(CNN) -- If it were not for the powerful stench and desperate shouts emanating from the wire cages, the men sitting in rows, each wearing a white skull cap, look like they could be at a prayer meeting.
But for the 276 Rohingya men sitting on the floor of two cells designed to hold just 15 people each, their situation is about as far away from a mosque as it gets -- that was the scene, vividly described and shown in an a report by British news network and CNN affiliate, Channel 4.
Appearing to have barely enough room to sit, some of the men reportedly had swollen feet and withered leg muscles from a lack of exercise and had not moved from the cage in five months.
According to a new report from Human Rights Watch (HRW), the men are among 1,700 ethnic Rohingya from Myanmar -- formerly known as Burma -- who are being held in appalling conditions in Thai immigration detention centers in Thailand's Phang Nga province and filmed secretly by the news team from Channel 4.
Tens of thousands of ethnic Rohingya from Myanmar's Arakan State have already fled persecution amid ongoing sectarian violence between the majority Buddhist Arakanese and the Muslim Rohingya.
Many flee in small, unseaworthy boats arriving in Malaysia, Indonesia and Thailand. Some never make it to their destinations. Last month, a boat carrying about 100 Rohingya capsized off western Myanmar and at least 50 were feared drowned.
HRW says the overcrowded conditions are part of an unsanctioned policy of deterring Rohingya from seeking asylum in Thailand.
"I think that the Thai policy is all about saying to the Rohingya, 'Hey, if you land in Thailand you're not going to have an easy time of it'," Phil Robertson, deputy director of the Asia division of HRW, told CNN.
"By putting people in detention centers in these appalling conditions the Thai government is effectively saying come here at your own peril."
HRW says Thai immigration officials have not permitted UNHCR, the United Nations' refugee agency, to conduct refugee status determination screenings and have split up the Rohingya families with women and children sent to government-run shelters.
According to the Channel 4 report, while the women and children are held in better conditions than the men, they often have no information about the status or even whereabouts of their partners.
"The government should immediately allow them to pursue their asylum claims with the UN refugee agency," said HRW Asia director Brad Adams, adding that under the Universal Declaration of Human Rights, everyone has the right to seek asylum from persecution.
HRW also claimed that under Thailand's "help on" policy -- whereby Thai Navy vessels that intercept Rohingya boats supply them with fuel and provisions on condition the boats sail onward to Malaysia and Indonesia -- Rohingya were being put at further risk.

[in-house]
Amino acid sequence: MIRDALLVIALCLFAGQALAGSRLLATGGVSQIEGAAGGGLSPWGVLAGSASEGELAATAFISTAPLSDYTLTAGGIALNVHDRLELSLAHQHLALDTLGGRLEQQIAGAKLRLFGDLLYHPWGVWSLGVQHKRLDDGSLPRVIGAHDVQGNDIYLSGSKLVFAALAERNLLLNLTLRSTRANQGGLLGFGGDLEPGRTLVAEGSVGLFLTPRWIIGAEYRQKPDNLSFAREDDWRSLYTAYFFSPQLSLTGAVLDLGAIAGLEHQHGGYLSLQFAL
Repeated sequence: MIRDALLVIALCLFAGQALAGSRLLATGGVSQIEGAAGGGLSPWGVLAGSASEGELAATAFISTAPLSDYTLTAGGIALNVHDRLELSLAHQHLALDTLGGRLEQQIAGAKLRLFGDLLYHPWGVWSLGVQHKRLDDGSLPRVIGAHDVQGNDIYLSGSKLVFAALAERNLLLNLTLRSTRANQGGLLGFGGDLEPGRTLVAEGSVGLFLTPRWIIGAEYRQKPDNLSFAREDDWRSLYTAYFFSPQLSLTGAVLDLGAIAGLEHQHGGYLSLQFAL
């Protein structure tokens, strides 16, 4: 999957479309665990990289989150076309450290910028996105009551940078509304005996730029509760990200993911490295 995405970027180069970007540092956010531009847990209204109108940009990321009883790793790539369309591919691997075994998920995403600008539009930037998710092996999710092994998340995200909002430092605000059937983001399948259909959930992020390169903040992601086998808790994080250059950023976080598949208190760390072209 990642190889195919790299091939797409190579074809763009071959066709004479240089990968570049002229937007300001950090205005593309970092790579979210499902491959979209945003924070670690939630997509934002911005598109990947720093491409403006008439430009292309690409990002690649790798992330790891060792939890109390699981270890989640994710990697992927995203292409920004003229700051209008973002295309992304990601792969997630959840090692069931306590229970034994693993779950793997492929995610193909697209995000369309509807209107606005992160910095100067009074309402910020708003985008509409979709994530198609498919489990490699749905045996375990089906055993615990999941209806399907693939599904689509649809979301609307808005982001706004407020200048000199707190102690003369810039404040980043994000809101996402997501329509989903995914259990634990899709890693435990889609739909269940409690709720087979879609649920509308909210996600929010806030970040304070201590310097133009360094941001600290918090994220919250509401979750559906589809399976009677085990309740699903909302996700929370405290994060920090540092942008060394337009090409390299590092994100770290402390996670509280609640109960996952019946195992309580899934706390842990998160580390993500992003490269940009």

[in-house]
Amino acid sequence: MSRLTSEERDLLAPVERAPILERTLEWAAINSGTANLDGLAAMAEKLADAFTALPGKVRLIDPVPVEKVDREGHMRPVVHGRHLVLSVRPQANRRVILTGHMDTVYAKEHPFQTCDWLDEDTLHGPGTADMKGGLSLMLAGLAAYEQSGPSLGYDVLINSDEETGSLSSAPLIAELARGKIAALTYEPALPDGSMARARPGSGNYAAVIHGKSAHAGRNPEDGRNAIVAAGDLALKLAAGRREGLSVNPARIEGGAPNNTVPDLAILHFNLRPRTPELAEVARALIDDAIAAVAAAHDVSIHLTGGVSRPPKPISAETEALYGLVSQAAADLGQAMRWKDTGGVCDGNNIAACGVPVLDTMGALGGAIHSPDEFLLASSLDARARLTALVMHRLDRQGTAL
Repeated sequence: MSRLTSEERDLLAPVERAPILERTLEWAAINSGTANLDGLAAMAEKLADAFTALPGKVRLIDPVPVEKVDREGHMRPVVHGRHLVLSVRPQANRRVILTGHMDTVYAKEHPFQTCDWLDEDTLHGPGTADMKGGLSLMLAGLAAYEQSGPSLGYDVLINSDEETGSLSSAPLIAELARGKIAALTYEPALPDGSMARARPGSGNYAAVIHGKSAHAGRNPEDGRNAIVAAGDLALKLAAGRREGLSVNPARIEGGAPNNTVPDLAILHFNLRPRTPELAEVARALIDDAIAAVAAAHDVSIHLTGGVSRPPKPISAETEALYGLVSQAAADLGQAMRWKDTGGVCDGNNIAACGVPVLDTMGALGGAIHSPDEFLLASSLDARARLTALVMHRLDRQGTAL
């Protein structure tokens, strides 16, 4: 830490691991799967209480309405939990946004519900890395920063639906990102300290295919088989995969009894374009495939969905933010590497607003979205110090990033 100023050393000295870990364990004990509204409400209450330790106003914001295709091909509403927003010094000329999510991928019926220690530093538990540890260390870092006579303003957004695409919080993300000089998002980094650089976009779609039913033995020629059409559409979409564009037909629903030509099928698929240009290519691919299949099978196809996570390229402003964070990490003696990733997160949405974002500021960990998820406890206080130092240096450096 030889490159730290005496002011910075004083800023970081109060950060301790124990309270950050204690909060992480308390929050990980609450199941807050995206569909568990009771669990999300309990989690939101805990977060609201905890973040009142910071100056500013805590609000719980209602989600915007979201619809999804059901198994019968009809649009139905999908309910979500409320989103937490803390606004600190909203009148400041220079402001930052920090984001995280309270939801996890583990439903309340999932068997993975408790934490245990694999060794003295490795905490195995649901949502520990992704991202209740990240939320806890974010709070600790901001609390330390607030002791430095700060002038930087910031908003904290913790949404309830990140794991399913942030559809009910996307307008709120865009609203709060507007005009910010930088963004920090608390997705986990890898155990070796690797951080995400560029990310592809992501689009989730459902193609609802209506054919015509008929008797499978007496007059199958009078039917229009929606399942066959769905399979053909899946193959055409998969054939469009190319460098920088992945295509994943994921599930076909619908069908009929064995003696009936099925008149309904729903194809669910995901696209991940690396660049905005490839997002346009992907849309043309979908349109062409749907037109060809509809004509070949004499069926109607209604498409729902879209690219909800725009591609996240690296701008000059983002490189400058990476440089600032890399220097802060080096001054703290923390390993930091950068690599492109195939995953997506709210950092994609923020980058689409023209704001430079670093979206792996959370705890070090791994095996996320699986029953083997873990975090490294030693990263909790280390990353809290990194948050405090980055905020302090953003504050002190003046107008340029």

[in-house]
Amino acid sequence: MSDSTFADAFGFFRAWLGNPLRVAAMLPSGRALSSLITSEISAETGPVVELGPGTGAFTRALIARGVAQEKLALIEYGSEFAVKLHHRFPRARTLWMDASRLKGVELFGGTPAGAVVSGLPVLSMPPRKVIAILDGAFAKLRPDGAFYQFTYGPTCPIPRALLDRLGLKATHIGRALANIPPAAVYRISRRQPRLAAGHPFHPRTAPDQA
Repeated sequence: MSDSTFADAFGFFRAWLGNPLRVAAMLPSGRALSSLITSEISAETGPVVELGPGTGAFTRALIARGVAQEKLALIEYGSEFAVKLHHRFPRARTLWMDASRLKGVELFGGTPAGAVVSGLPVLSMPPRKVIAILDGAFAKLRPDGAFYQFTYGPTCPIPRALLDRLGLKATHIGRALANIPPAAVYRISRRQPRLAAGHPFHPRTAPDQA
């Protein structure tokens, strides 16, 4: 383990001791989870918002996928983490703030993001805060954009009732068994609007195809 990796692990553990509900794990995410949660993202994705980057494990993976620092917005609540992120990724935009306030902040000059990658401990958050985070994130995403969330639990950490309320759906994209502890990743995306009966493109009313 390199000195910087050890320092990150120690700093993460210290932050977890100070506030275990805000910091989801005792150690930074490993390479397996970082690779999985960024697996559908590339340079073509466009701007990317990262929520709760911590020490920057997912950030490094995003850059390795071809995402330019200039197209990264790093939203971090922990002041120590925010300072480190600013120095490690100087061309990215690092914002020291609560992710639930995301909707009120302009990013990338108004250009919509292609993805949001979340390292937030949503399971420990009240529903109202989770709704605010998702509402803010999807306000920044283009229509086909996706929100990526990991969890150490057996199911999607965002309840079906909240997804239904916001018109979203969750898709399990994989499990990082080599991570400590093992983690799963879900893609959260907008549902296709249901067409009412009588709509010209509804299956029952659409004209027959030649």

"Thai authorities should provide temporary protection to Rohingya and scrap the 'help on' policy that places these asylum seekers in harm's way," Adams said. "The government should help Rohingya who escape from oppression and hardship in Burma -- not worsen their plight."
But Manasvi Srisodapol, spokesman for the Thai Ministry of Foreign Affairs, told CNN that Thai authorities were fully aware of and concerned about overcrowding at its existing immigration facilities.
"Since January, various groups of Rohingyas have been placed under the care of various immigration and detention centers and government shelters across Thailand, that notwithstanding, alternative arrangements are being identified as a matter of priority to address the issue of overcrowding, as well as in reuniting those Rohingyas with their family members."
He denied the government was not cooperating with international bodies over the issue, saying the government was working in close partnership with humanitarian agencies such as the UNHCR, UNICEF and the ICRC to provide temporary assistance to the refugees. He added that their asylum rights would be fully respected.
"Thailand has not been denying anyone, their basic human rights, he said. "In fact Thailand is providing temporary assistance and shelters in spite the fact that these Rohingyas are illegal migrants. Furthermore, international organizations such as UNHCR, ICRC, IOM and UNICEF have access to these people on the regular basis."
Thailand's Prime Minister Yingluck Shinawatra agreed in January to permit Rohingya arriving by boat in Thailand to stay temporarily, initially for six months, until they could be safely repatriated or resettled in a third country.
"The Thai government is in close cooperation with various countries and international organizations to find a durable solution for the Rohingyas," said Srisodapol.
"The six-month period announced in January is a tentative time frame and we are examining various possibilities."
Critics fear that if the Thai government is unable to find a third country that would accept the asylum seekers, then Thailand may deport the Rohingya back to Myanmar where they would undoubtedly face persecution.
CNN's Kocha Olarn in Bangkok contributed to this report.